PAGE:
Mason Jar Astronaut Sensor Light

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Introduction: Mason Jar Astronaut Sensor Light

The Astronaut Mason Jar light is a quick and simple weekend project. the idea is to use the Mason jar's classic form to make a figurine head that can be illuminated with LED inside. an astronaut figurine is what I had in mind first. the Head is enlarged to emphasize the mason jar element and makes the overall proportion cute. the concept is quite simple, design a body and 3d printed it. attach the mason jar, wire the lighting component then attach the helmet. the result is quite amazing, the Lighting component has a music sensor so LED will flash with the music, which makes the figurine quite attractive as a desktop mood light. Lets begin with the design process.

Supplies

Mason Jar

70mm diameter, preserving Mason Jar by Bormioli Rocco, 250ml. this mason jar is the right size for a figurehead. a 120ml smaller size is okay as well.

link of the Mason Jar.

https://www.kitchenwarehouse.com.au/Bormioli-Rocco...

Lighting Component
Music Sensor String light/ Copper Wire Fair Light. I picked a 3meter long string light for its compact size and brightness

link of the string light, from a hardware store in Australia.

https://www.bunnings.com.au/lytworx-multicolour-mu...

The Rest

2 x 3mm wood screws

grey spray primer

acetone for gluing ABS 3D printed parts

File and Sandpaper for the post-printing finish

acrylic paint (optional), marker,

Step 1: Design Process

I designed the astronaut figurine in 3ds max. First I found some astronaut image reference, then worked out the scale of the whole figure. the yellow part is a rough estimate of the Mason jar. The one I used is roughly 70mm diameter at the lid, 88mm at the widest part in the middle, and 90 mm in total height. I made the helmet to encapsulate the whole jar so the overall shape of the head is somewhat a rough barrel form. I made the legs bending slightly to bear the load of the glass jar and enlarged the feet so the figure is stable. the body part has a hollow core to direct LED into the head cavity internally.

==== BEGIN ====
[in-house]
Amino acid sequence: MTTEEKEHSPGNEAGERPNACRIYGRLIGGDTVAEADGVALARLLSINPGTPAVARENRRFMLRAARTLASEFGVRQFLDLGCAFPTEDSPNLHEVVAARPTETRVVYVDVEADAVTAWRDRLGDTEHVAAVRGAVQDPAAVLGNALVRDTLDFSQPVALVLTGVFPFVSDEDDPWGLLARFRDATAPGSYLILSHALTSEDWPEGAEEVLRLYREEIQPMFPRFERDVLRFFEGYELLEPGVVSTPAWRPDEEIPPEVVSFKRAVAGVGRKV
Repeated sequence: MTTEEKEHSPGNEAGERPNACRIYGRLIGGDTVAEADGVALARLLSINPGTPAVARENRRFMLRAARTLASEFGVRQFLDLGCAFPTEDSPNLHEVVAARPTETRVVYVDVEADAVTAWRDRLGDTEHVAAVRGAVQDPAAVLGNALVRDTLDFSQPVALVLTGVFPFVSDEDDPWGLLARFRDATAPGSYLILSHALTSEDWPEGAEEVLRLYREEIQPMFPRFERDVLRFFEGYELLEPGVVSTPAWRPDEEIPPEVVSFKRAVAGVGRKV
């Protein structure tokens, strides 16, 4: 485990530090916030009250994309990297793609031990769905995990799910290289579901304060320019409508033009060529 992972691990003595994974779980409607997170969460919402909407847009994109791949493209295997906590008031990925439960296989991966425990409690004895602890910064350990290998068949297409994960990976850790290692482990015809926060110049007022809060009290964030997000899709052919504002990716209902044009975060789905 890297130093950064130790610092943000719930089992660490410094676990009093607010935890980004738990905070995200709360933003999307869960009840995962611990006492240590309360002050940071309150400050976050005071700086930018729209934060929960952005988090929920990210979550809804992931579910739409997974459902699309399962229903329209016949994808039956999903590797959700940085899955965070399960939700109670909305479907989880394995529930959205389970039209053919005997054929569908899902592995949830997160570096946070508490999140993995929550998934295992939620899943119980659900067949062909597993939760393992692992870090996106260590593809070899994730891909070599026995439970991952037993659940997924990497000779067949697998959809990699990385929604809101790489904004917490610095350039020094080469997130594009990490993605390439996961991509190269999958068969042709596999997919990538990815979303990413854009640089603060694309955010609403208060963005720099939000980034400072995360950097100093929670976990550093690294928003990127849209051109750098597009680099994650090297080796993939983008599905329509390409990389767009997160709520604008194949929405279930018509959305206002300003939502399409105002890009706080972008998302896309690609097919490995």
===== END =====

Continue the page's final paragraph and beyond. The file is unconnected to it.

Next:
the backpack is kept minimum with a flat surface. I could then attach an alternative solar panel in the future.

the whole figure is then sliced into different parts for optimistic 3d printing orientation.

Step 2: Set Up Parts for 3d Printing

Updated: all the STL had a scale issue previously, now they should be the right scale. I have also fixed the mesh in the legs file. everything should be fine now

For the best result, I can think of. I divided the body parts into the following pieces

Left Arm, Right Arm, Left Body, Right Body, legs.

smaller parts eliminate a lot of support materials needed. I own a fairly old printer, so failed prints are quite common recently. this way can easily manage the result and time.

the helmet in two parts separate at the widest part. the helmet is meant for joining at the end of the assembly. so don't glue them together first, otherwise, the jar won't fit into the helmet.

now just be patient and let the printer do its work.

Step 3: Inspect 3d Printing Parts

I printed all the parts in white ABS. I use ABS filament because I can glue it with acetone for the post finish process.

break all the support and cut any obvious seams.

while I am waiting for the helmet to finish. I started on the post-finish process.

Step 4: Glue and Post Finish All the 3d Printing Parts

I first sand all the joining seam smooth. Then I used acetone to brush on both sides of the joining surface. glue and press them together. the gaps are filled with 2-parts epoxy clay and sand it smooth again. have some patience. once the legs and arms are all glued to the body we can move on to the painting process.

Step 5: Painting Astronaut Figurine

I applied spray paint it with 2 layers of gray primer. After the primer is evenly applied, any seams and gaps that are previously hard to see are shown now. I used a fine metal file to remove any imperfection. Finally, I applied the 3rd layer of primer. and wait until it is dry.